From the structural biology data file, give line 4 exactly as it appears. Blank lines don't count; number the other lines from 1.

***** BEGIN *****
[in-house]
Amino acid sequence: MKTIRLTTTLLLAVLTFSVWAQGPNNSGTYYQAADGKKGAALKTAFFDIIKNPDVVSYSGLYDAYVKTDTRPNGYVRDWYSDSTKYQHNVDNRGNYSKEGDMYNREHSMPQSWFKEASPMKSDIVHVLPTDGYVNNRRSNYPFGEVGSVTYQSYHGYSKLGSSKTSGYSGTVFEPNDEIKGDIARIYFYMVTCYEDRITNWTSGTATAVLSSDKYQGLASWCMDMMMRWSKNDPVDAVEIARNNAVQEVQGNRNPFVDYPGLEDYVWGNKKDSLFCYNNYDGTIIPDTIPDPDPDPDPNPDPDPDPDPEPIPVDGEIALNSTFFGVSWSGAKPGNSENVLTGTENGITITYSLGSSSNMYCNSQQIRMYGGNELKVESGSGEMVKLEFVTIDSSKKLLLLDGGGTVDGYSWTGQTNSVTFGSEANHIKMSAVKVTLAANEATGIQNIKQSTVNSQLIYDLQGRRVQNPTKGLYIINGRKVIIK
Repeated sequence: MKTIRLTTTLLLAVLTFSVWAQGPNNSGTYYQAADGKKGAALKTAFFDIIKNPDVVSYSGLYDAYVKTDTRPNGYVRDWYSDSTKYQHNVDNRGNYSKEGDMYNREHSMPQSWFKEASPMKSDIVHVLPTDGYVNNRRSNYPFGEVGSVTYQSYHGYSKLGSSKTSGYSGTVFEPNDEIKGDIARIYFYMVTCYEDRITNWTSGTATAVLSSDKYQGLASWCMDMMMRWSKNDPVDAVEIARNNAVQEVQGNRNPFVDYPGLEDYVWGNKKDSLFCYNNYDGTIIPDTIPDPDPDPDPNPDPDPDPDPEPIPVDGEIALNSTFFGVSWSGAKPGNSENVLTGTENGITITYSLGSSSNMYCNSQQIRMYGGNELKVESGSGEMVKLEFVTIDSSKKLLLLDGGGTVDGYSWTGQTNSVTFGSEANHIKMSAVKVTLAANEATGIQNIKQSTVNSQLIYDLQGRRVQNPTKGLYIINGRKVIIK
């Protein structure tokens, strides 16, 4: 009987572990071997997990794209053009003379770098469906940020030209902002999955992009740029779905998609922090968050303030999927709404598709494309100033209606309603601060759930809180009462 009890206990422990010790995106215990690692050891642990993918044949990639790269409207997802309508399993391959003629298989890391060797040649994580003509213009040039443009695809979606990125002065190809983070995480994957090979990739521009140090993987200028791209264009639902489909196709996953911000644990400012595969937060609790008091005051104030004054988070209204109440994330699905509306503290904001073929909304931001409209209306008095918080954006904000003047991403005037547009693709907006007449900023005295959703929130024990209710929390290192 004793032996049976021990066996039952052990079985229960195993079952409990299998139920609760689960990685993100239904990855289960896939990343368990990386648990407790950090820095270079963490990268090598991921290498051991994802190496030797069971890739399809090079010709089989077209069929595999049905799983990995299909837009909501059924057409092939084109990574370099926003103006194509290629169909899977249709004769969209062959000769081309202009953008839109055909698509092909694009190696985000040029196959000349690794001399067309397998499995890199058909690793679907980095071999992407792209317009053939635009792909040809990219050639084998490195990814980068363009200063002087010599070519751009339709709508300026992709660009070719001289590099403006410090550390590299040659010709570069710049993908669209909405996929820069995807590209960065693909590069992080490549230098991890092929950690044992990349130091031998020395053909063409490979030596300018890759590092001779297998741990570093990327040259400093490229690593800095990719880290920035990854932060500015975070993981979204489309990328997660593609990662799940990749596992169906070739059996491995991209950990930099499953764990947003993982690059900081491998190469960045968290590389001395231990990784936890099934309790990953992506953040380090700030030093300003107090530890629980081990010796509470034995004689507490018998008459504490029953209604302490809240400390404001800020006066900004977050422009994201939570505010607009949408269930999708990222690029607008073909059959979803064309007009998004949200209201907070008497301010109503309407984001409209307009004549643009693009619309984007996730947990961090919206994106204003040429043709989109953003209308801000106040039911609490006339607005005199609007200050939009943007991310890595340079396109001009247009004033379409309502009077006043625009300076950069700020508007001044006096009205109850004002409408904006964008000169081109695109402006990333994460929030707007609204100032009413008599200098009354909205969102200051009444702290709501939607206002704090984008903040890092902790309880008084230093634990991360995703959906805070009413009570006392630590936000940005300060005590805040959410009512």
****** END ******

């Protein structure tokens, strides 16, 4: 009987572990071997997990794209053009003379770098469906940020030209902002999955992009740029779905998609922090968050303030999927709404598709494309100033209606309603601060759930809180009462 009890206990422990010790995106215990690692050891642990993918044949990639790269409207997802309508399993391959003629298989890391060797040649994580003509213009040039443009695809979606990125002065190809983070995480994957090979990739521009140090993987200028791209264009639902489909196709996953911000644990400012595969937060609790008091005051104030004054988070209204109440994330699905509306503290904001073929909304931001409209209306008095918080954006904000003047991403005037547009693709907006007449900023005295959703929130024990209710929390290192 004793032996049976021990066996039952052990079985229960195993079952409990299998139920609760689960990685993100239904990855289960896939990343368990990386648990407790950090820095270079963490990268090598991921290498051991994802190496030797069971890739399809090079010709089989077209069929595999049905799983990995299909837009909501059924057409092939084109990574370099926003103006194509290629169909899977249709004769969209062959000769081309202009953008839109055909698509092909694009190696985000040029196959000349690794001399067309397998499995890199058909690793679907980095071999992407792209317009053939635009792909040809990219050639084998490195990814980068363009200063002087010599070519751009339709709508300026992709660009070719001289590099403006410090550390590299040659010709570069710049993908669209909405996929820069995807590209960065693909590069992080490549230098991890092929950690044992990349130091031998020395053909063409490979030596300018890759590092001779297998741990570093990327040259400093490229690593800095990719880290920035990854932060500015975070993981979204489309990328997660593609990662799940990749596992169906070739059996491995991209950990930099499953764990947003993982690059900081491998190469960045968290590389001395231990990784936890099934309790990953992506953040380090700030030093300003107090530890629980081990010796509470034995004689507490018998008459504490029953209604302490809240400390404001800020006066900004977050422009994201939570505010607009949408269930999708990222690029607008073909059959979803064309007009998004949200209201907070008497301010109503309407984001409209307009004549643009693009619309984007996730947990961090919206994106204003040429043709989109953003209308801000106040039911609490006339607005005199609007200050939009943007991310890595340079396109001009247009004033379409309502009077006043625009300076950069700020508007001044006096009205109850004002409408904006964008000169081109695109402006990333994460929030707007609204100032009413008599200098009354909205969102200051009444702290709501939607206002704090984008903040890092902790309880008084230093634990991360995703959906805070009413009570006392630590936000940005300060005590805040959410009512």